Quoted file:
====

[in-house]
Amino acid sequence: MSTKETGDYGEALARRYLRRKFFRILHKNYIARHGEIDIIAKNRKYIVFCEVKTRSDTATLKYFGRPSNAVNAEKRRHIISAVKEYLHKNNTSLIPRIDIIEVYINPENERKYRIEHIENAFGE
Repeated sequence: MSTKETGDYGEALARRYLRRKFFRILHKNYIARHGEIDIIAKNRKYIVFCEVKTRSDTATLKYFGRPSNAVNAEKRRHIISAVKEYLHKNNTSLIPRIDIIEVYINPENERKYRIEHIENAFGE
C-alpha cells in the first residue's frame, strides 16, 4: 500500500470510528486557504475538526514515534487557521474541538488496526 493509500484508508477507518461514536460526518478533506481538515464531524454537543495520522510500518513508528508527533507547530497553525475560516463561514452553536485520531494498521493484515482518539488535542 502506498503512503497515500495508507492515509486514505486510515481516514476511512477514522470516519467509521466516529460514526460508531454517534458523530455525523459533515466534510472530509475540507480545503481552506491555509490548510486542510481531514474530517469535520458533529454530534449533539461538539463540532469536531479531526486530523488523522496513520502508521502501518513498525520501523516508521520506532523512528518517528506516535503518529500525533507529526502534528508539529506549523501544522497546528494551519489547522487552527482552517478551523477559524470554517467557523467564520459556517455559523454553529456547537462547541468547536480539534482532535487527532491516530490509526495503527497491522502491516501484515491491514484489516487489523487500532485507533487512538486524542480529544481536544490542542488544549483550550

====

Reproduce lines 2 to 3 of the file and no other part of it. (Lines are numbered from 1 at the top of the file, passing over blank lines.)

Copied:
Amino acid sequence: MSTKETGDYGEALARRYLRRKFFRILHKNYIARHGEIDIIAKNRKYIVFCEVKTRSDTATLKYFGRPSNAVNAEKRRHIISAVKEYLHKNNTSLIPRIDIIEVYINPENERKYRIEHIENAFGE
Repeated sequence: MSTKETGDYGEALARRYLRRKFFRILHKNYIARHGEIDIIAKNRKYIVFCEVKTRSDTATLKYFGRPSNAVNAEKRRHIISAVKEYLHKNNTSLIPRIDIIEVYINPENERKYRIEHIENAFGE